Making streets safer for walkers8 Sep 2016
Victoria Walks has released new research on Safer Road Design for Older Pedestrians with a range of recommendations for safer streets.
People aged 65 and over represent 14.6% of the population but account for 39% of pedestrian fatalities.
The research analysed more than a thousand crashes in Victoria between 2008 and 2013 affecting pedestrians aged 65 years or older. It found that older pedestrians experience an average of 17 fatalities, 147 serious injuries and 114 other injuries in Victoria each year, with an estimated economic cost of $110 million per annum (in 2012 dollar values).
The most common crash scenario for older pedestrians is being hit by a motorist turning right as they exit an intersection – 18% of all crashes. In that scenario, and many other common crashes, the driver was legally required to give way.
In fact, the report suggests that at unsignalised intersections, motorists should have given way in at least 42% of crashes involving older pedestrians. At signalised intersections, motorists were required to give way in at least 72% of crashes.
“Older pedestrians are not risk takers” says Ben Rossiter, Executive Officer of Victoria Walks. “It would appear that they are hit by drivers who don’t know road rules or ignore them, don’t see seniors or simply expect them to get out of the way.”
Vehicles colliding with pedestrians on footpaths, footpath driveways or at entrances to car parks, comprise at least 16% of all older pedestrian crashes, and 23% for those 85 and older.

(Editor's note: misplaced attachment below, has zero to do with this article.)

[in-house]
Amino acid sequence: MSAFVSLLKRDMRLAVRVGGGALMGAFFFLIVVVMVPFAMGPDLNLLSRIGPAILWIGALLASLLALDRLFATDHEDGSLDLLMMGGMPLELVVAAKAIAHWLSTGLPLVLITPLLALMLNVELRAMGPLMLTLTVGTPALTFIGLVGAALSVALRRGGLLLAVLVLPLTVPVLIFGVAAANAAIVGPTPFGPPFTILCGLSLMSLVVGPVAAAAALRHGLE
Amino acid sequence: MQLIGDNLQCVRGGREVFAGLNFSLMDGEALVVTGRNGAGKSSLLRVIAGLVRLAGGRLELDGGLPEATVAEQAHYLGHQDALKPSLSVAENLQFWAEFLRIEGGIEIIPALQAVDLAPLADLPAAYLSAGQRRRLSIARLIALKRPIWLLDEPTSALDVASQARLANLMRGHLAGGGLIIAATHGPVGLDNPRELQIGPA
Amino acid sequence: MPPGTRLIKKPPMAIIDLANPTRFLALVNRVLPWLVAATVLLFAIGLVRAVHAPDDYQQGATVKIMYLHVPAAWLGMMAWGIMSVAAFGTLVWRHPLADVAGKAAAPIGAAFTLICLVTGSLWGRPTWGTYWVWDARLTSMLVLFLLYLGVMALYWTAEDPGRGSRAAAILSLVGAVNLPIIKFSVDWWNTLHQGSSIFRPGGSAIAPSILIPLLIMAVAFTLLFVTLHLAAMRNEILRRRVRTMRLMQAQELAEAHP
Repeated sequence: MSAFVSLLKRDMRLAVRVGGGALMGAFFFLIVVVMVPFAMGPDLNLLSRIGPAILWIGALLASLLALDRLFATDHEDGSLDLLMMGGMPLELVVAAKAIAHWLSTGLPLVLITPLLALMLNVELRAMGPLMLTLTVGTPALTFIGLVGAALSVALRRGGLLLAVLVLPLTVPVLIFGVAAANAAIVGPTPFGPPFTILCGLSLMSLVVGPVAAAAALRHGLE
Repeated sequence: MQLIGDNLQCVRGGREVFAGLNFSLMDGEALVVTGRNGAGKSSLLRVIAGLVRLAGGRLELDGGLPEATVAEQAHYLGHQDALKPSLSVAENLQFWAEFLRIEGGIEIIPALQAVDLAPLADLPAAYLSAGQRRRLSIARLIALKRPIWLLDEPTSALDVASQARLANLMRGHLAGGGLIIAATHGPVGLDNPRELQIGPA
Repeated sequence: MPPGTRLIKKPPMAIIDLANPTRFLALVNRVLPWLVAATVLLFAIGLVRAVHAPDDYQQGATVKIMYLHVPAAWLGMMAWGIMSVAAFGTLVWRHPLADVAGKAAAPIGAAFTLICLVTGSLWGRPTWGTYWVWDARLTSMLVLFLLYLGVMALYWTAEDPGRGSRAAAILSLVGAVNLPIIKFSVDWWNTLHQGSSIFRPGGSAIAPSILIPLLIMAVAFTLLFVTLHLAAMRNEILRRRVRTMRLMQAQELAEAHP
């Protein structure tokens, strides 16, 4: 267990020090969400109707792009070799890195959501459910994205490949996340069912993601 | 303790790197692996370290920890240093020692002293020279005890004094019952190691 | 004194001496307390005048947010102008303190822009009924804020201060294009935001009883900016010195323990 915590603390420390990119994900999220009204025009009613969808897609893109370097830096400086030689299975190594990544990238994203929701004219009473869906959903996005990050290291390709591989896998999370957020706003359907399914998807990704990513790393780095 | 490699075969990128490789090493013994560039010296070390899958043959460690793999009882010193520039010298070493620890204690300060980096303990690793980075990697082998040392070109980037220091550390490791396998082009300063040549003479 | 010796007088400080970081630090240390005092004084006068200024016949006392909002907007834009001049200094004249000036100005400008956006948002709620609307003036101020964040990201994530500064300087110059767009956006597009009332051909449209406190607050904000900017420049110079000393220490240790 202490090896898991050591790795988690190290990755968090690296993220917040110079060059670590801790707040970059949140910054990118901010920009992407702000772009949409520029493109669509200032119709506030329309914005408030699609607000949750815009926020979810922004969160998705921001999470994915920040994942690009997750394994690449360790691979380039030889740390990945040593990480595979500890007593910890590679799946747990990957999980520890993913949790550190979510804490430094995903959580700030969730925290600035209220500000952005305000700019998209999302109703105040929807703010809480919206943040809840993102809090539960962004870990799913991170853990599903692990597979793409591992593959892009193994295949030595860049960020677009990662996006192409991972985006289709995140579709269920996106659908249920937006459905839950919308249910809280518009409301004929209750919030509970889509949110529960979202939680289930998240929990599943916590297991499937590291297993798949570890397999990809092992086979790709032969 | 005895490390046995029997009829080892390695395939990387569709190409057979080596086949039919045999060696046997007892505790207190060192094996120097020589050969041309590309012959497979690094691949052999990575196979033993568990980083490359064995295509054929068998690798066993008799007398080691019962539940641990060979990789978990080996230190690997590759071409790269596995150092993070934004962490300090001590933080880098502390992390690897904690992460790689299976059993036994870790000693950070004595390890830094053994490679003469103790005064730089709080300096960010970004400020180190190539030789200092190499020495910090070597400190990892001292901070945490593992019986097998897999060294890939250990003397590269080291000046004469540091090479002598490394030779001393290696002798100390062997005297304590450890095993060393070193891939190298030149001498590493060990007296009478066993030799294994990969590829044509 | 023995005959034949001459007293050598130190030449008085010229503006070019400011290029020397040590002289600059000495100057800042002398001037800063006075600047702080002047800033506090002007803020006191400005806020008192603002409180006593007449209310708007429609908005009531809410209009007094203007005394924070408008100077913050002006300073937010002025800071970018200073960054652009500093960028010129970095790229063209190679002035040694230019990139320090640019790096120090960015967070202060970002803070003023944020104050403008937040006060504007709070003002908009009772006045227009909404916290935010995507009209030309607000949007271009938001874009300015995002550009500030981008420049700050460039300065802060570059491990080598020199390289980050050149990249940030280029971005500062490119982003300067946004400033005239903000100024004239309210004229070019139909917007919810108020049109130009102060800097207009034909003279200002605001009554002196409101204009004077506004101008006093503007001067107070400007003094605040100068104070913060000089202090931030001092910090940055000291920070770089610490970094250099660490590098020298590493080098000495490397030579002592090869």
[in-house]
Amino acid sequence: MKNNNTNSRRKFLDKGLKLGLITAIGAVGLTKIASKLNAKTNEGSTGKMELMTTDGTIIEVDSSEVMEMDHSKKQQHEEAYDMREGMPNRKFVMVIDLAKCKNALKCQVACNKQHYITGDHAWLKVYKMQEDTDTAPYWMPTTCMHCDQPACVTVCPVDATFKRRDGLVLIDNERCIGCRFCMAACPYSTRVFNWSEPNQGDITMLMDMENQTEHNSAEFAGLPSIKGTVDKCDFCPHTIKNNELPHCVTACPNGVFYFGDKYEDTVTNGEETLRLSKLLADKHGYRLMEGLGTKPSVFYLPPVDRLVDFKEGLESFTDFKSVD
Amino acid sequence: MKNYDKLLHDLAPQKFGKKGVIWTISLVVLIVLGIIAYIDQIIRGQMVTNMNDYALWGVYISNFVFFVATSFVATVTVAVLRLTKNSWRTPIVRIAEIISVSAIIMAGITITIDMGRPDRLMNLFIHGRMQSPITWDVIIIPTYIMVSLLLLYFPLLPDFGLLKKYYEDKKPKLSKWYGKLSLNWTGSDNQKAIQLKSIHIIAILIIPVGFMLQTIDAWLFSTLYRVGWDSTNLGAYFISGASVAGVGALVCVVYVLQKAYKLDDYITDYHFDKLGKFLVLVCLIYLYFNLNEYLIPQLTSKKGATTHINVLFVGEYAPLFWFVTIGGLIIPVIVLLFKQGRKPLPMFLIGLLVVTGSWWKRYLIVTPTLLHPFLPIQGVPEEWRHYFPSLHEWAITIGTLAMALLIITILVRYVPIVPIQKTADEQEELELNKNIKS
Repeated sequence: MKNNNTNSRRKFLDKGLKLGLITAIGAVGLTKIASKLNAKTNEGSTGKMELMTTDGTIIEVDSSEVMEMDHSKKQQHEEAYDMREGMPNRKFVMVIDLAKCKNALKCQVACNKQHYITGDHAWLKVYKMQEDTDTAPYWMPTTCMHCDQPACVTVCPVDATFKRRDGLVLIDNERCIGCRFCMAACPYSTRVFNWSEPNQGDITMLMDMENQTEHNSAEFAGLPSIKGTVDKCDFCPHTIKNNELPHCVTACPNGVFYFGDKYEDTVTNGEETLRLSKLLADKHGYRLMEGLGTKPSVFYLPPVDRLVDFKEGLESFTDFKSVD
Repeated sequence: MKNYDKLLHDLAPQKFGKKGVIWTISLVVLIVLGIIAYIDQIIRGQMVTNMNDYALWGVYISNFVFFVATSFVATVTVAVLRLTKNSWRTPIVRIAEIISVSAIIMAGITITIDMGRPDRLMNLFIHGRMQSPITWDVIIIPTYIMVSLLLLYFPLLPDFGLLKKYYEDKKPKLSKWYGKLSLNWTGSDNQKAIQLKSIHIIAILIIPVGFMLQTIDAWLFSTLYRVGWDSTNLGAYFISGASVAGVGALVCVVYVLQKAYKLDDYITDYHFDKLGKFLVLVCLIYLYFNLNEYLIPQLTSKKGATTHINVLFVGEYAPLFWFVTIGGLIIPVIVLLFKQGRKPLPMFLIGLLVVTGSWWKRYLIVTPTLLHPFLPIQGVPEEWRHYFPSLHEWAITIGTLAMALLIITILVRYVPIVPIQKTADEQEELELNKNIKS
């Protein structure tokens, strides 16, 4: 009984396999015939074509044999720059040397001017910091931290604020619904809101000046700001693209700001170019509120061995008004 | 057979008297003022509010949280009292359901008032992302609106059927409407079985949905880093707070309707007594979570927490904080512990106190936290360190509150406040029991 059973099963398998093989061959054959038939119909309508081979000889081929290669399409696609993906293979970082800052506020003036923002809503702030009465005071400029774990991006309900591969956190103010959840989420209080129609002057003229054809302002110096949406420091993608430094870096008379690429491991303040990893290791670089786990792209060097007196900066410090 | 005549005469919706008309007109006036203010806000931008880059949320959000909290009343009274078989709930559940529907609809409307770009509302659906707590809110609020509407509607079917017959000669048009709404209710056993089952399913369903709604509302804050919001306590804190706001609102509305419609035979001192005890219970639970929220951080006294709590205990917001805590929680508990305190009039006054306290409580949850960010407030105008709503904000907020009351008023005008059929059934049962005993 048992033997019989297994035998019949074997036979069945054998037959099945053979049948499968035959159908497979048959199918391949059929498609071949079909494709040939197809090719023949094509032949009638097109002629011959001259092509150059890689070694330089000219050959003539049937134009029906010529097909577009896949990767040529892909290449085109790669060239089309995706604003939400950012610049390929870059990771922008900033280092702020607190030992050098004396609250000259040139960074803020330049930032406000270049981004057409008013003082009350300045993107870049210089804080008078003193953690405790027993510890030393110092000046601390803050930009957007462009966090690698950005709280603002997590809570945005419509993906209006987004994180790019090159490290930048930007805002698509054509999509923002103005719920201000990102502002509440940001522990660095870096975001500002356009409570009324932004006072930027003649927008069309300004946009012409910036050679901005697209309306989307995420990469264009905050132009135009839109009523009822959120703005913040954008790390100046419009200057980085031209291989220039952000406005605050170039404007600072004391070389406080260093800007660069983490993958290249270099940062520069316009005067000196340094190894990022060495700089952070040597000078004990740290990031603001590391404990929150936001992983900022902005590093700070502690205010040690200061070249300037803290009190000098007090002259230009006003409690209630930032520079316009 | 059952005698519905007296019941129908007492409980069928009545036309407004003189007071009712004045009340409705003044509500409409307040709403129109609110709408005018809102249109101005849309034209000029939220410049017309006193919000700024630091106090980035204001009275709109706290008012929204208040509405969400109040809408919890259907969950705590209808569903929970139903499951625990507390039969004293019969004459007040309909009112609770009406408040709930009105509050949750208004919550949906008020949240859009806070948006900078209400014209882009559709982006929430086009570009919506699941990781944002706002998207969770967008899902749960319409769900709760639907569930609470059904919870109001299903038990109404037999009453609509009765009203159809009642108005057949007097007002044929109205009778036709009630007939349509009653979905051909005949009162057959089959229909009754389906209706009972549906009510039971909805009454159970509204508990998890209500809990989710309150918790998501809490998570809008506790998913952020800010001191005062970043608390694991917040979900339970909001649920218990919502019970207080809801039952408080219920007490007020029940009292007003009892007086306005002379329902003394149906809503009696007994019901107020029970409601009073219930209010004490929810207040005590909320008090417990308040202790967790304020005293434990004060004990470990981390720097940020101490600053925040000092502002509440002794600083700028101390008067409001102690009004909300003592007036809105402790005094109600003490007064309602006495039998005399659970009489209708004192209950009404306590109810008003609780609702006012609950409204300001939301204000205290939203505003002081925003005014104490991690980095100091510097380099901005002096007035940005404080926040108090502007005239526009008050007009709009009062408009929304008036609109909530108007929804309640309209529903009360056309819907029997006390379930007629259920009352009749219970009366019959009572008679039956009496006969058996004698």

“It is lamentable that so many of our most vulnerable pedestrians are hit on footpaths, precisely where they should be the most safe”, said Dr Rossiter. “As a community we should be ashamed.”
Victoria Walks is calling for more policing of give way laws, driver focused pedestrian road safety campaigns and better road design that protects seniors when they are walking.
Slater and Gordon Victorian Motor Vehicle Accident Practice Group Leader Joanne Panagakis commented:
“We have assisted hundreds of injured elderly pedestrians with their legal claims over many years and have also represented the families of older pedestrians who have tragically died on our roads. As such, we have seen first-hand the devastating effect that road accidents have on our older clients and their families, both physically and psychologically.”
The report provides detailed recommendations for road design to improve safety for older pedestrians, including:
- Raised pedestrian crossings at intersections and roundabouts to reduce vehicle speeds at the crossing point, enhance priority for pedestrians and make them more conspicuous to drivers.
- Raised thresholds, which effectively extend the footpath across an intersection, to emphasise that drivers are required to give way when turning.
- Kerb extensions, median refuges and tighter turn radii at intersections and roundabouts to reduce vehicle speeds, distance of pedestrian exposure and complexity of crossings.
- Fully controlled right turn signal phases.
- Reduced speed limits and area wide traffic calming.
- Safer design standards for driveways to indicate priority for pedestrians and provide physical cues for drivers.
“Instead of telling older people to ‘take care’ when they are walking, we need to design streets that take care of them”, Dr Rossiter said.
“The number of people aged 65 and over is expected to almost triple in the next 40 years”, Dr Rossiter said. “It is imperative we do something now, or it will mean more death and injuries in the future.”
Of course, if we make streets safer for older pedestrians, they will be safer for everyone.
The report was prepared by transport consultants movendo (lead author Jose Mantilla) and Victoria Walks (Duane Burtt), in collaboration with the Municipal Association of Victoria (MAV). Funding was provided by a Community Road Safety Grant from the Transport Accident Commission (TAC), along with VicHealth’s ongoing support of Victoria Walks.